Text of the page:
• Investors can get returns from the investment date itself, thereby lowering the chances of any leakage of returns.
  • Investors may invest for time periods as low as a single day for optimal fund usage and cash management.
  • Along with conventional redemption methods, these funds also enable access to investments anytime.
  • There are zero exit and entry loads.

These funds are ideal for those with adequate surplus/idle money and those who are seeking short-term investment options. Rather than putting surplus money in a savings account, it can be invested in a liquid fund instead. Excess funds come with incentives (performance-based), gains, and bonuses through the sale of capital assets.

Liquid funds may be used as a suitable medium for investing in equity funds. The cash may be invested initially in a liquid fund prior to executing a systematic transfer to any chosen equity fund over a particular time period.

What investors must keep in mind?

Liquid funds come with several investment dos and don’ts, including the following:

  • Risk Levels – In these cases, risks are linked majorly to NAV (net asset value) fluctuations. In the case of liquid funds, NAV will not frequently fluctuate since maturity periods of underlying assets are usually between 60 and 91 days. This prevents the NAV of the fund from getting affected considerably by fluctuations in the prices of underlying assets. Yet, fund values may suddenly reduce owing to a downgrade in the credit rating of the underlying security that is held. The risk levels are not entirely absent.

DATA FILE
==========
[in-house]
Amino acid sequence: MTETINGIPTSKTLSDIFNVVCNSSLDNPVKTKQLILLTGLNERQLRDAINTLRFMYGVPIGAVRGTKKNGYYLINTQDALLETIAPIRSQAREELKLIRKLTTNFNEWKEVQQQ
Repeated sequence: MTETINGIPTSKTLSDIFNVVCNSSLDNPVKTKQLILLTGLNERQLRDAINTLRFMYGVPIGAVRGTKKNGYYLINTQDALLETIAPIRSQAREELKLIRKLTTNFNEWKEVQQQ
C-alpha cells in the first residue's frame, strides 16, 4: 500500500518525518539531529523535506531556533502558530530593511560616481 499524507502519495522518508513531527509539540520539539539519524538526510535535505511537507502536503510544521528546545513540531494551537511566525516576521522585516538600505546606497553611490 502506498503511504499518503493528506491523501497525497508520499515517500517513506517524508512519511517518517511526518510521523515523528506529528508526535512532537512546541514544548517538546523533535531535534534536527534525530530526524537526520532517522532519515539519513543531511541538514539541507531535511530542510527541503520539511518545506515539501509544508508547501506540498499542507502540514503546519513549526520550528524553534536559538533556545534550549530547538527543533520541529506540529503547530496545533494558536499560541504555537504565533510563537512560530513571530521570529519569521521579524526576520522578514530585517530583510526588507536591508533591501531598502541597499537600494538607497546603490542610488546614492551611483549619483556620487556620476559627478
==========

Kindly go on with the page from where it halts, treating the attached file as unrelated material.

• Returns – Liquid funds have usually generated profits between 7-9% over the years, which is considerably higher in comparison to savings bank account returns of 3.5-4%. Although returns do not have any guarantees, these funds have ensured positive returns in most cases.
  • Costs – A fee will be charged for the management of investments and this is known as the expense ratio. SEBI (Securities and Exchange Board of India) has made it compulsory that the maximum expense ratio will be 1.05%.
  • Investment Period – These funds are meant to deploy surplus money over a shorter span, i.e. up to 3/4 months. You may consider ultra-short-term funds for getting comparatively higher returns if you have an investment timeframe of up to 1 year or so.
  • Financial Objectives – Liquid funds are useful for creating an emergency corpus to take care of exigencies down the line.
  • Taxation – Whenever you make any investments in debt funds, your capital gains will always be taxable. The taxation rate is dependent upon the time frame during which you stay invested in the fund in question. This duration is known as the holding period. Gains in the first three years are called STCG or short-term capital gains, while capital gains made over a period of three years or higher are known as LTCG or long-term capital gains. STCG arising from debt funds will be added to the income of the investor and will be taxed on the basis of his/her income category/slab. LTCG arising from debt funds will be taxed at 20% post-indexation.

Keeping these aspects in mind will help you immensely when it comes to investing in liquid funds. They can actually prove to be rewarding investments although they are not fully risk-free.